Kiselev has a precious metal record of his own. In the 1990s he ran a jewellery fabrication and metals holding called Mosexpo and a junior miner called Evrozoloto, which was associated at the time with the dominant government policymaker in precious metals and diamonds, Valery Rudakov. Together, they failed to develop the Ozernovskoye gold deposit into a mine Placer Dome, or other internationals, wanted to invest in. The story was told a long time ago.

In 2005, when he was a senior executive at Renaissance Capital, Kiselev got mixed up in an alleged plot to capture control of the Mikhailovsky iron-ore mine. What exactly happened and who was behind it remain unclear. Mikhailovsky was taken in the end by Aliser Usmanov and Andrei Skoch of Metalloinvest, while Kiselev and his associates were accused of share fraud. Kiselev went to London for medical reasons and professed his innocence; others were tried, convicted, and did jail time.

According to Polymetal’s announcement this week, “the strategic considerations behind the acquisition are: Gain meaningful exposure to platinum, a precious metal with limited production outside South Africa and Zimbabwe, countries which face a material risk of significant supply disruptions — Acquire a unique early-stage exploration project with the potential to grow into a world-class asset in terms of the size and quality of its mineral resource base — Leverage Polymetal’s presence and skill base in the Sverdlovsk region.”

The company is estimating it will take two years to develop a new reserves and resources count, according to the international JORC standard, for Svetlobor. Nesis is quoted as feeling “very excited about Polymetal’s first acquisition in PGMs. I see great upside in the platinum price and am optimistic about our ability to successfully define the hard-rock source of the largest alluvial platinum deposit in the world.”

Geologists who specialize in this type of wishfulness acknowledge that attempts to follow alluvial gold upstream to a mineable hard-rock source are not uncommon. But the process has been tried in the Russian fareast, and failed. The bedrock at South Africa’s Bushveld platinum mining belt, the largest source of mined platinum in the world at present, has a quite different geology.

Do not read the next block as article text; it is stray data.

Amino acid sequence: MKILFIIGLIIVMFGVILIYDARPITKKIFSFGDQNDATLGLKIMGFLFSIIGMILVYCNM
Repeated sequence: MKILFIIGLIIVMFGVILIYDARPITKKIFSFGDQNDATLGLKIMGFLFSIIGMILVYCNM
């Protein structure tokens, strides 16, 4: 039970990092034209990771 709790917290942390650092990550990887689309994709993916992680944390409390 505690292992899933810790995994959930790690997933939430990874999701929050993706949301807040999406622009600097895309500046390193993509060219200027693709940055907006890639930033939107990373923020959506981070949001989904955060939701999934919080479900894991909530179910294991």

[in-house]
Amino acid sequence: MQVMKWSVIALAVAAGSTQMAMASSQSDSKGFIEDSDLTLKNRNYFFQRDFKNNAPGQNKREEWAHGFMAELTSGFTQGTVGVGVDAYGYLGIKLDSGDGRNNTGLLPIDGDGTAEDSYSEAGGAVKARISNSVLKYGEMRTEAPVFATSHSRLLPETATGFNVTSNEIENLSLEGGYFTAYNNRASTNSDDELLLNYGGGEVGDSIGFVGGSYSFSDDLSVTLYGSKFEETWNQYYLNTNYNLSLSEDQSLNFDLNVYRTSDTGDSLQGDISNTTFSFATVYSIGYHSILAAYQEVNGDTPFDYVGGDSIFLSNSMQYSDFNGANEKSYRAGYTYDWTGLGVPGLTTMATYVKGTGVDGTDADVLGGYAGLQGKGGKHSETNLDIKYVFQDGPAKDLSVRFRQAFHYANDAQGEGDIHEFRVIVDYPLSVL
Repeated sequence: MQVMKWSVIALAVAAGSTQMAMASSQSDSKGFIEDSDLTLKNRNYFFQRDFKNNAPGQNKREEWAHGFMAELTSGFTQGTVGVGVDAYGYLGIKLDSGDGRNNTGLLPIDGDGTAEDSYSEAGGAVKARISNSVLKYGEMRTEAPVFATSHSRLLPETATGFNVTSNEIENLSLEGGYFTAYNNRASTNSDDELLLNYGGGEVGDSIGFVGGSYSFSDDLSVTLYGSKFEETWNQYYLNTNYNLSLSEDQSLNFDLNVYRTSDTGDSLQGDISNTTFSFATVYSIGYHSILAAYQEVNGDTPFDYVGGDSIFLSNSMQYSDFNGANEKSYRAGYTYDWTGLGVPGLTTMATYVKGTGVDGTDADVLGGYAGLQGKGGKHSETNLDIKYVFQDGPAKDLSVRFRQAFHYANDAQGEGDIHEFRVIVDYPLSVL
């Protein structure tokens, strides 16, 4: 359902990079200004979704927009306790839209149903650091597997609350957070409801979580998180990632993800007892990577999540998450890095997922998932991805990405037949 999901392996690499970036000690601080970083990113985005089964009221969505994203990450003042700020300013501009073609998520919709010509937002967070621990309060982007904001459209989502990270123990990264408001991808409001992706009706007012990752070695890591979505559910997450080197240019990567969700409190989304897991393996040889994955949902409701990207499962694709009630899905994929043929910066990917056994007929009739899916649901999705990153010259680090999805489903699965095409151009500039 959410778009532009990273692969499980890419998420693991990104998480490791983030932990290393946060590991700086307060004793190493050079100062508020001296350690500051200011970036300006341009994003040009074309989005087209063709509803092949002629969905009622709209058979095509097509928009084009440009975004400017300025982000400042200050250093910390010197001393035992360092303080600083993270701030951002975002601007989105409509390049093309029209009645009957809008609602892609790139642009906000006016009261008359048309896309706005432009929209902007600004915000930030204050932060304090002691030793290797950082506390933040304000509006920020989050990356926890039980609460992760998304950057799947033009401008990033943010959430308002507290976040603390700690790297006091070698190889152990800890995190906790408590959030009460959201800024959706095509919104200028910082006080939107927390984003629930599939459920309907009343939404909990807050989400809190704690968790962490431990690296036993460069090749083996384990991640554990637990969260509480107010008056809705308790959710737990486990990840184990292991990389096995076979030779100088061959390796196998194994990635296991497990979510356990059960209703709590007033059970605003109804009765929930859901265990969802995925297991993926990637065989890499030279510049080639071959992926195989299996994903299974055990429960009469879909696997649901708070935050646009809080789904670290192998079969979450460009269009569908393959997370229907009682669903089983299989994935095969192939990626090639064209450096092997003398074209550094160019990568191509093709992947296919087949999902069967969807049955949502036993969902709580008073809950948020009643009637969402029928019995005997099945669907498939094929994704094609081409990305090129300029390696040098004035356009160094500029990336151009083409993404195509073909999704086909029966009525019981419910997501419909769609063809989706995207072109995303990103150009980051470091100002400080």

An expert source says: “for platinum in the Urals, a unique period of weathering several million years ago released platinum from a particular rock type called dunite, in which there is a consistent background grade of 0.1ppm (or grams per tonne). This will never be economic. However , he weathering was favourable for its dissolution from dunite and then precipitation as tiny and then larger nuggets. The same type of process occurred at Koryak [in the Kamchatka krai of the Russian fareast].”

The Urals region has been producing platinum from alluvial sources since the 18th century – upwards of 16 million oz altogether. But is there a mother lode, and can it be mined profitably?

Telegin says yes, and Kiselev has persuaded Polymetal and VTB to bet on it. According to the Polymetal announcement, “between 1824 and 2003, more than 7Moz of platinum was recovered locally by placer miners in the Is and Tura river valleys, making the area the world’s largest historical alluvial platinum producer. Low-sulfide mineralisation at Svetlobor is associated with olivine and serpentinite rocks of layered ultramafic massifs. The PGM-bearing layers are relatively wide (5-25m) and shallow-dipping, with modest grades (0.5-2.0 g/t platinum). This indicates the potential for open-pit bulk mining. PGM values are found mostly in the form of free platinum and related compounds with relatively large grain size.”

Another platinum miner who has considered mining the deposit says “we have reviewed the data a number of times but have not been enthusiastic.” A colleague concedes that “bedrock platinum is very patchy in the Urals and certainly any production has been very small scale, almost artisanal. Yury is a good guy. You have to admire a geologist who can convince a company like Polymetal, unless of course there are other reasons for the transaction.”

One of those reasons is the suspicion there are higher-grade platinum deposits in the area covered by the Svetlobor licences, which have not been exposed by the exploration, or known to mining companies before. An international geologist who is familiar with the Russian and South African platinum bedrock explains: “the mineralogy of platinum in major hard-rock sources that are currently mined (e.g., Bushveld in South Africa, Stillwater in the US) is not conducive to platinum placer deposit formation. It is only where these hardrock sources are geologically altered that the particle size of platinum minerals increases sufficiently that the minerals can be recovered from derived placers. Essentially, this is how Hans Merensky discovered the Bushveld platinum deposits in the 1920s, at Maandagshoek.”

“The platinum placers in the Urals, in fareastern Russia, and in Alaska are derived from rocks that are very different from those found in the Bushveld. Typically in these ‘zoned ultramafic intrusives’, platinum occurs in close association with chromite, in quite large grains and sometimes at spectacularly high grades. But the associated hard-rock deposits are too small to be mined economically – it is only by erosion of hundreds of these small deposits over millions of years that economically mineable amounts of platinum can accumulate in placers. These small high-grade platinum deposits almost certainly occur (or used to occur, before being eroded) at Svetlobor, and would have been the source of the surrounding placer deposits. But the Russian geologists claim to have also found much lower grade and finer grained platinum at Svetlobor, perhaps a new type of deposit which has not been reported before. This seems to be what Polymetal is targeting.”

If so, the terms of the Ubergot deal released so far suggest Kiselev is letting the asset go cheaply.